This bucolic landscape, drawn from the western banks of the Schuylkill River with Philadelphia looming in the distance, emphasizes the natural surroundings from which the city rose so rapidly. Befitting its position as national capital, Philadelphia began in 1790 to build a prominent New Theater, and the two artists who produced this prospect of the city (both recent immigrants from London) worked there. John Joseph Holland arrived in 1796 as a scenery painter at the New Theater. Gilbert Fox, who etched Holland’s delicate bucolic view, arrived in Philadelphia in 1795 and worked as a drawing master, actor, and singer, premiering the country’s first national anthem, Hail Columbia, at the New Theater in 1798.

Stokes aimed to collect successive views of individual cities, claiming: “Few have realized that the individuality of towns and cities is just as pronounced and interesting as that of persons, and the study of the changes which have taken place during their development throughout the centuries, as illustrated by successive plans, views, and historical data, quite as revealing and fascinating as the portraits and biographies of distinguished citizens.”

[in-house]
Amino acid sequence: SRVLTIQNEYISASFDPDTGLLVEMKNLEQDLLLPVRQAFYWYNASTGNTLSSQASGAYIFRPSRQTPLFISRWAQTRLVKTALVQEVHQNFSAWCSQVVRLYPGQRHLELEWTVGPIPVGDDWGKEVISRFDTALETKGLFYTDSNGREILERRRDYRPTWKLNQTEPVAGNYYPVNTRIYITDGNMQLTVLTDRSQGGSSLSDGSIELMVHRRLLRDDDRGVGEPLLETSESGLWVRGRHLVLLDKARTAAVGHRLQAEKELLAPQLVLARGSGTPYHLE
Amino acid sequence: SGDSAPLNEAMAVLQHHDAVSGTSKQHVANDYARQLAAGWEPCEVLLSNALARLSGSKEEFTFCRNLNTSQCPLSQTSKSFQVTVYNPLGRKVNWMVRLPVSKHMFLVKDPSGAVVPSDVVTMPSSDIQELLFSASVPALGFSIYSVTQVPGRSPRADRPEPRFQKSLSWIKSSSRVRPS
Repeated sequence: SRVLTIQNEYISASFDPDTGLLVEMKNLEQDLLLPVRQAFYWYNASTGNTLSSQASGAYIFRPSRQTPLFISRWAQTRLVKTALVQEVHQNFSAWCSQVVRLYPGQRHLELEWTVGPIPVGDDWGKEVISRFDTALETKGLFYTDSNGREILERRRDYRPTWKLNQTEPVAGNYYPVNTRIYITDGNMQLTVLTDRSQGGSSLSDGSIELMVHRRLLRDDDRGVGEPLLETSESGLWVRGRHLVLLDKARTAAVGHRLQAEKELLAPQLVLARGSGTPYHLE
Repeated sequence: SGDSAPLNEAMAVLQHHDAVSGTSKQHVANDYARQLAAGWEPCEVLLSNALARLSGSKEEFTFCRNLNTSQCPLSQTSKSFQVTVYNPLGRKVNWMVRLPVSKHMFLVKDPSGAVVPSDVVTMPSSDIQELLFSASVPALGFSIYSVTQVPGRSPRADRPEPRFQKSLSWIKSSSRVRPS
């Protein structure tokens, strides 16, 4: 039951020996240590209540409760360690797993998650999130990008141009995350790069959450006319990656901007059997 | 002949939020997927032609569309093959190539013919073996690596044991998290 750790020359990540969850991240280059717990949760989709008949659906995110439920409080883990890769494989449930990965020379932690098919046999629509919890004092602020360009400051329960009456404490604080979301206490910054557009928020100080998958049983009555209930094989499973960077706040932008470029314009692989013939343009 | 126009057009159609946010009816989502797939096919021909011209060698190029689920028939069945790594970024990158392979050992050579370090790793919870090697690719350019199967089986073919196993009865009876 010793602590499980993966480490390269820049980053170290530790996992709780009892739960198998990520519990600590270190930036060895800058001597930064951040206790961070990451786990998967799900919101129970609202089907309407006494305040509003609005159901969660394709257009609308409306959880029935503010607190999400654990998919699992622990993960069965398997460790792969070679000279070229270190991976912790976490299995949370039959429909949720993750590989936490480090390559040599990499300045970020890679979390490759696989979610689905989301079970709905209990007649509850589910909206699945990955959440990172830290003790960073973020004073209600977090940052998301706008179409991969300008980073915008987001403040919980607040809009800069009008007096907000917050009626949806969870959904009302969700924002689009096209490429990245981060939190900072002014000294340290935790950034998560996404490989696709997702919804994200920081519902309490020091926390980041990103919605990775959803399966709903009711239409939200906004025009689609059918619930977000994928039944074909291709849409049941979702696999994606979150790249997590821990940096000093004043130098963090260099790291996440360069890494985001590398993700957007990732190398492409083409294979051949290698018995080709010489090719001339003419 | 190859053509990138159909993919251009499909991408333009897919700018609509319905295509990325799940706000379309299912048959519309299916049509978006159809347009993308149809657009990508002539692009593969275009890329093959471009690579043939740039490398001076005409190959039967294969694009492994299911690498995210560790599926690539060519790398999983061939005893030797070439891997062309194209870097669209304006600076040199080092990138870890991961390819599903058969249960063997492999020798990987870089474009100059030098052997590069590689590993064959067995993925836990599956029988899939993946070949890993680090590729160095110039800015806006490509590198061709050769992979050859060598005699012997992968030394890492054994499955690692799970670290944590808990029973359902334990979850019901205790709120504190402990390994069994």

Philadelphia, from the Great Tree at Kensington, Under Which Penn Made His Great Treaty with the Indians
T. Cartwright (British, active early 19th century), after George Beck (American, b. England, 1748 or 1750–1812)
Colored etching and aquatint, published by Atkins & Nightingale, 1801
Deák 229

In 1771, Benjamin West captured the public’s interest with his painting William Penn’s Treaty with the Indians when he founded the Province of Pennsylvania in North America, commissioned by Penn’s son, Thomas. West portrayed this fateful gathering, which occurred soon after the founding of Pennsylvania in 1682, as a peaceful event unfolding under the shade of a large tree. Numerous prints after this painting soon followed and spread throughout Europe.